2. Stir together 3/4 cup sugar and 12 grams pectin in a pot (dry). Add 1/4 cup water, then bring to a boil and boil for 1 minute, stirring constantly.

3. Immediately stir the pectin mixture into the berries.

4. Pour into a clean freezing-friendly container (leave a bit of space at the top, because it will expand in the freezer). Let the jam sit at room temperature until it sets, refrigerate for 24 hours, and then freeze. If not frozen, it will keep in the refrigerator for a couple of weeks.

Black raspberry jam

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I will be brief. This jam is superb. I’ve never made black raspberry jam before, and I’m seriously planning to make it every year from now to ever. It has the dark, slightly wine-y taste of true blackberries without their mustiness; it has the tang and sprightliness of red raspberries too. It is rare and delicious.

It did require picking a lot of wild black raspberries, and I have the thorn scratches to prove it.

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In total, I used 12 cups of berries for the jam: the recipe calls for 6 cups of mashed berries, and I found that I needed 2 cups of fresh berries to get 1 cup of mashed.

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It’s pretty simple jam, just four ingredients: black raspberries, sugar, lemon, and pectin. You could even leave the pectin out and just cook your jam longer, if you don’t mind a less firm set.

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I decided to remove some of the seeds by passing about a third of the jam through a food mill. If I were making this jam just for myself, I probably wouldn’t bother, especially not this year when we’ve gotten a lot of rain so the black raspberries are big and juicy. But I want to give some as presents, and I know not everyone enjoys as many seeds in their jam as I do.

When I was finished I wanted to eat jam off of all the pots and spoons, and I ate buttered toast with black raspberry jam for lunch.

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Jam of the Gods (Black Raspberry Jam)

Slightly adapted from Food in Jars

Yields 5 half-pints and 1 quarter-pint jar

The recipe below has minimal canning instructions. If you’re new to canning, Food in Jars just did a really nice post on the basics. Actually, even if you’re not new to canning, it’s worth a look; I learned quite a bit (like how high to fill your boiling water bath so it doesn’t overflow later).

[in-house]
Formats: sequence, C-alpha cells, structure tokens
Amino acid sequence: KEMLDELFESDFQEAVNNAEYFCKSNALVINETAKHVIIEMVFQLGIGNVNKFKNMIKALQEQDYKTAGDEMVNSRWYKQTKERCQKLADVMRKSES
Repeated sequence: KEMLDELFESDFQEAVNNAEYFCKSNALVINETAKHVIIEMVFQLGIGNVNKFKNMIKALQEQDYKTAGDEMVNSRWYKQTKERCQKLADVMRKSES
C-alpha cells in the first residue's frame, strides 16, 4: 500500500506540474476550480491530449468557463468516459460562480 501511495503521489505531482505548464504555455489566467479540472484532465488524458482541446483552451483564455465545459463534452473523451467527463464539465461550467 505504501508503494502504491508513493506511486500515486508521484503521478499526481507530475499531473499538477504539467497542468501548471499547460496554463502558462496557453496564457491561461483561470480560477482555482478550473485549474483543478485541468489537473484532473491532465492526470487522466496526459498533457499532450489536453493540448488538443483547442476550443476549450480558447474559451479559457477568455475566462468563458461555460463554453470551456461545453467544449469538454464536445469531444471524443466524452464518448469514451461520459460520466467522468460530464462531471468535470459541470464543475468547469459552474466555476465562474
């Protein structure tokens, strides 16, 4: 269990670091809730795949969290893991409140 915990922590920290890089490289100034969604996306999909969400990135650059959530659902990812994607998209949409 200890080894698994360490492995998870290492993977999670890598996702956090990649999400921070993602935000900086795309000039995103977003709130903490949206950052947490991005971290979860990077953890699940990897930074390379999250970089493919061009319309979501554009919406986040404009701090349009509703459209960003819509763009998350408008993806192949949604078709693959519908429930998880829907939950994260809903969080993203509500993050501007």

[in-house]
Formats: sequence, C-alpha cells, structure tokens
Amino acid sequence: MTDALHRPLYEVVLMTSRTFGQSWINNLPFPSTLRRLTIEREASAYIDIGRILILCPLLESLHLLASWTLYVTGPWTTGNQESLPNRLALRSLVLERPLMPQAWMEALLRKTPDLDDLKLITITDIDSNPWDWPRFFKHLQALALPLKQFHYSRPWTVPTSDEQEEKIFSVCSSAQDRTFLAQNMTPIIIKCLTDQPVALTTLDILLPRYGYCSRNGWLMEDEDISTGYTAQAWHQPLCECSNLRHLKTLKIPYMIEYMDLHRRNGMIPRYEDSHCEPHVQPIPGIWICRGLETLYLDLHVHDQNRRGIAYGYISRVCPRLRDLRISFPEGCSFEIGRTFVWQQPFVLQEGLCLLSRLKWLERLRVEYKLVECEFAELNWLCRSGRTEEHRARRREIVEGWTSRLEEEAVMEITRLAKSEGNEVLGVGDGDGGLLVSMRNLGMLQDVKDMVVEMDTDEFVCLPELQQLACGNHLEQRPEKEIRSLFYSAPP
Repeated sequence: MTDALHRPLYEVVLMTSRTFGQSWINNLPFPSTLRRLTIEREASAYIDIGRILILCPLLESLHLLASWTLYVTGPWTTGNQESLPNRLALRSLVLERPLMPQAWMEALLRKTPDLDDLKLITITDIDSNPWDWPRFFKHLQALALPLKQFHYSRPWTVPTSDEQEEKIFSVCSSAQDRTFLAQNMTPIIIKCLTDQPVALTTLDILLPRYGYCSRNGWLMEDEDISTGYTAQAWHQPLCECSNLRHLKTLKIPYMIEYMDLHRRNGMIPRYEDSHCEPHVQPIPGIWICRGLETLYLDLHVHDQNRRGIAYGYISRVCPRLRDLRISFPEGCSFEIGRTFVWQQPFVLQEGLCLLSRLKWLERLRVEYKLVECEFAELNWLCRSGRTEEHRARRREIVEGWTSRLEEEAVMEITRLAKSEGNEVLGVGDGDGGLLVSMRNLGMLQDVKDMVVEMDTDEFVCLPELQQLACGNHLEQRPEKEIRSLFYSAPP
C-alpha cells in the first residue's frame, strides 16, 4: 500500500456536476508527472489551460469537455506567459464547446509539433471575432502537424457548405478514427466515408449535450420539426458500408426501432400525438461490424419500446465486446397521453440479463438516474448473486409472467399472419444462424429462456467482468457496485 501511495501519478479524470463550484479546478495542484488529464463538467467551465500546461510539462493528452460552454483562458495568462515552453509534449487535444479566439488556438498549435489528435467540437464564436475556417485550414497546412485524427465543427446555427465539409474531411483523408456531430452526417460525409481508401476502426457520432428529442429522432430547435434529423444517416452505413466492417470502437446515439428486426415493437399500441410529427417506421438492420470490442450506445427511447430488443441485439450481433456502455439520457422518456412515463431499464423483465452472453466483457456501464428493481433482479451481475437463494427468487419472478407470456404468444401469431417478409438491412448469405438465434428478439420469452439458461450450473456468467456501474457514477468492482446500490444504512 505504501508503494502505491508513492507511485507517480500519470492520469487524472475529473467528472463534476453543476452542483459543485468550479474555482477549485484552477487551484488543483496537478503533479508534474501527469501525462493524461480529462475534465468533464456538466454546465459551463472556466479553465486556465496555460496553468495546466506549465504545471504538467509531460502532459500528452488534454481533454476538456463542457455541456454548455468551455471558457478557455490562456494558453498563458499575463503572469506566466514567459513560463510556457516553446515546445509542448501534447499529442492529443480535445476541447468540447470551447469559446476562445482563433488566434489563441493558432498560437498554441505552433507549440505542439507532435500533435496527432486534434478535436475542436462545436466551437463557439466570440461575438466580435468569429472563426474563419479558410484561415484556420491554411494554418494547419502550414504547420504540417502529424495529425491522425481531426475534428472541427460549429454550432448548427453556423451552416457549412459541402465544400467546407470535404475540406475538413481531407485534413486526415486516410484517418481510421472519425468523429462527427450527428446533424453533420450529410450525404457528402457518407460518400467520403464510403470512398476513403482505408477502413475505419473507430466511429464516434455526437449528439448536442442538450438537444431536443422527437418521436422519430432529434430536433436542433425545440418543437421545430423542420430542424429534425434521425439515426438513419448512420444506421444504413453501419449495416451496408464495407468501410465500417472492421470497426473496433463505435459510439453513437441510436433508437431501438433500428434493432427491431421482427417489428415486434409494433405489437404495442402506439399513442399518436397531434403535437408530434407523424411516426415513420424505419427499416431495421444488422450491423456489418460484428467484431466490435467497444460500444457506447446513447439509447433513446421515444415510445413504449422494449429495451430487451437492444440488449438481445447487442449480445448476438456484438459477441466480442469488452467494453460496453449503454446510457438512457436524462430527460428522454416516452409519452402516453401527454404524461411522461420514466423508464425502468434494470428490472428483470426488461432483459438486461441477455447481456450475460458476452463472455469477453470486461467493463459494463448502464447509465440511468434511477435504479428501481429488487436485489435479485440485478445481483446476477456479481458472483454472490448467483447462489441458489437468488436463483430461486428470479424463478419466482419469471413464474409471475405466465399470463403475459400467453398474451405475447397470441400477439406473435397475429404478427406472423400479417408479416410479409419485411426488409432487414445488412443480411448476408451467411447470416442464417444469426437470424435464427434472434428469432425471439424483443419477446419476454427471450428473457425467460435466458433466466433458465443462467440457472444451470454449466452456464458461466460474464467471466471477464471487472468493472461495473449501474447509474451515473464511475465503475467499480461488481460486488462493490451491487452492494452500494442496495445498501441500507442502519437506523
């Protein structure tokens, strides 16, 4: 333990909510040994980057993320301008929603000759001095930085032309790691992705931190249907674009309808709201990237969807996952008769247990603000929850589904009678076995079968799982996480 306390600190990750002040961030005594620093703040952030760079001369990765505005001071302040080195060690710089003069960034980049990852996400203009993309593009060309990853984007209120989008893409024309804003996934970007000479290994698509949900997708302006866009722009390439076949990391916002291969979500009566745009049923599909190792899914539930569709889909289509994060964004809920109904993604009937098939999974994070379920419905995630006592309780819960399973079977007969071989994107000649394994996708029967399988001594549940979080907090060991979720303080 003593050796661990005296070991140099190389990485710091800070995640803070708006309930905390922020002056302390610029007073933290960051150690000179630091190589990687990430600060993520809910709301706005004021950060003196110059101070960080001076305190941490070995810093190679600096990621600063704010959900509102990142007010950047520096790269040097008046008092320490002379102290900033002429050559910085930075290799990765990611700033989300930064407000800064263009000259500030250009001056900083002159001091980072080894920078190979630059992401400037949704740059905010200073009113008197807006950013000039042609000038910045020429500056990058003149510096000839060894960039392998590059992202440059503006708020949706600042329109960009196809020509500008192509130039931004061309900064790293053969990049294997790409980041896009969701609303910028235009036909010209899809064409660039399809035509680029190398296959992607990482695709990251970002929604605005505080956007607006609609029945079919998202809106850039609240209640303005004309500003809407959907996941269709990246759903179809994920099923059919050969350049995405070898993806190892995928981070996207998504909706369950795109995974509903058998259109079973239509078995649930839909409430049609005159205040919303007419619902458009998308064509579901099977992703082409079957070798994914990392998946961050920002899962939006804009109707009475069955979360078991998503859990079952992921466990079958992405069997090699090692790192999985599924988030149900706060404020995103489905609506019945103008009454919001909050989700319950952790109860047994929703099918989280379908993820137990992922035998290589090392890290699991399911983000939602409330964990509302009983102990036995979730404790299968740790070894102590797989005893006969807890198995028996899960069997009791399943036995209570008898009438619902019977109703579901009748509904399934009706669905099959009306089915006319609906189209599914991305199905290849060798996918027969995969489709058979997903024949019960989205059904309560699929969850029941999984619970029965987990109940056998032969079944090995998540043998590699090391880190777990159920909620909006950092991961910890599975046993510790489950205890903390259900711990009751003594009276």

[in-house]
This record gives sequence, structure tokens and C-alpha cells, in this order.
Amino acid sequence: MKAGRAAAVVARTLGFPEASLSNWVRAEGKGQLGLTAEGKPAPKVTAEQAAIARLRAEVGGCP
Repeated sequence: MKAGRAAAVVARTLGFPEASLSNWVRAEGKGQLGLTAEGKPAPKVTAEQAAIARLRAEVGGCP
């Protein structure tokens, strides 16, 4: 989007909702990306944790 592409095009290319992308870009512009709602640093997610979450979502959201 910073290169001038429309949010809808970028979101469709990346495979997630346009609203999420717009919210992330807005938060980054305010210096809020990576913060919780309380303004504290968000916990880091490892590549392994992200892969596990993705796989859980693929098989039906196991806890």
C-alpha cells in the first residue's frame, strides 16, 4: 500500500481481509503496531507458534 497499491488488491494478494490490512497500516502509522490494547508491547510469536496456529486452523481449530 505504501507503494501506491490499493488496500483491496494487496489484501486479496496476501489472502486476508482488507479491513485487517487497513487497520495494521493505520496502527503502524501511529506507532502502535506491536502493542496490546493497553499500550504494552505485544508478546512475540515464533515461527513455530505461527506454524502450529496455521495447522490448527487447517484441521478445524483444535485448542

Ingredients
6 cups mashed black raspberries (12 cups unmashed) (equal to about 4 pints or 3 pounds)
3 cups sugar
Juice and zest of 1 medium lemon (juice = about 1/4 cup)
2 tablespoons powdered pectin (I used Sure-Jell low- or no-sugar pectin; 2 Tbs is less than one box)

1. Set out all of your canning equipment. Prepare your jars and start the boiling water bath heating up. Put a small plate or saucer in the freezer (for the wrinkle test–see step 5).

2. Measure 6 cups mashed berries. Combine in pot with sugar and lemon juice and zest. Bring to a boil while stirring. Cook until the mixture is thin and runny and the berries have started to fall apart.

3. Run one-third to one-half of the mixture through a food mill (I did one-third). Recombine with the rest of the jam. (If you don’t mind seediness, you can skip this step.)

4. Continue boiling the jam, stirring constantly, until it starts to thicken a little. Stir in the pectin.

5. Cook for roughly 5-9 minutes (the timing will depend on the width of your pot, among many other things), until the jam passes the wrinkle test when you put a little on the plate in the freezer (see Step 7 of this recipe for the wrinkle test).

6. Remove the jam from heat and ladle into clean jars. Apply lids and bands and process in a boiling water bath for 10 minutes (start your timer when the water reaches a full boil after you’ve added the jars). Remove and let cool.

7. When the jars are completely cool, you can test the seals by removing the bands from the jars and lifting them up an inch just by holding the edges of the lid. If the lid stays on, the seal is good. Sealed jam will keep for at least a year. Keep any unsealed jam in the refrigerator–it will keep for several months.